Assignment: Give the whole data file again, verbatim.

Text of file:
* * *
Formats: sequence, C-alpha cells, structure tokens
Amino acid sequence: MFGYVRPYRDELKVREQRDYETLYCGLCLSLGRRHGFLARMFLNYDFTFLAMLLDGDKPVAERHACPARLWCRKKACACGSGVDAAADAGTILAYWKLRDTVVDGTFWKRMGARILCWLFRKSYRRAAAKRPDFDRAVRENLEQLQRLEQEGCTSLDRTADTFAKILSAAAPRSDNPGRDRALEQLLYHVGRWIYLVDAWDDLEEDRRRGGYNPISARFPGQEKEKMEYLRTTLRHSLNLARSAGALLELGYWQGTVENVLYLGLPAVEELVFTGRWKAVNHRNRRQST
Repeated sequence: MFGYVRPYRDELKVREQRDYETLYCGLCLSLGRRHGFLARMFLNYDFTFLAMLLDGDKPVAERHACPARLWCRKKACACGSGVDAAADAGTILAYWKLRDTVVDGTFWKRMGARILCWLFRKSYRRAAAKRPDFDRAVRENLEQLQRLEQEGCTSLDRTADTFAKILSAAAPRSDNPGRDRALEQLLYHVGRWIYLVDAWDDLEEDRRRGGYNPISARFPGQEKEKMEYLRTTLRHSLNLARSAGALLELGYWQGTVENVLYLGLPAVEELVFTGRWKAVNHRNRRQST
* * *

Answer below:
Formats: sequence, C-alpha cells, structure tokens
Amino acid sequence: MFGYVRPYRDELKVREQRDYETLYCGLCLSLGRRHGFLARMFLNYDFTFLAMLLDGDKPVAERHACPARLWCRKKACACGSGVDAAADAGTILAYWKLRDTVVDGTFWKRMGARILCWLFRKSYRRAAAKRPDFDRAVRENLEQLQRLEQEGCTSLDRTADTFAKILSAAAPRSDNPGRDRALEQLLYHVGRWIYLVDAWDDLEEDRRRGGYNPISARFPGQEKEKMEYLRTTLRHSLNLARSAGALLELGYWQGTVENVLYLGLPAVEELVFTGRWKAVNHRNRRQST
Repeated sequence: MFGYVRPYRDELKVREQRDYETLYCGLCLSLGRRHGFLARMFLNYDFTFLAMLLDGDKPVAERHACPARLWCRKKACACGSGVDAAADAGTILAYWKLRDTVVDGTFWKRMGARILCWLFRKSYRRAAAKRPDFDRAVRENLEQLQRLEQEGCTSLDRTADTFAKILSAAAPRSDNPGRDRALEQLLYHVGRWIYLVDAWDDLEEDRRRGGYNPISARFPGQEKEKMEYLRTTLRHSLNLARSAGALLELGYWQGTVENVLYLGLPAVEELVFTGRWKAVNHRNRRQST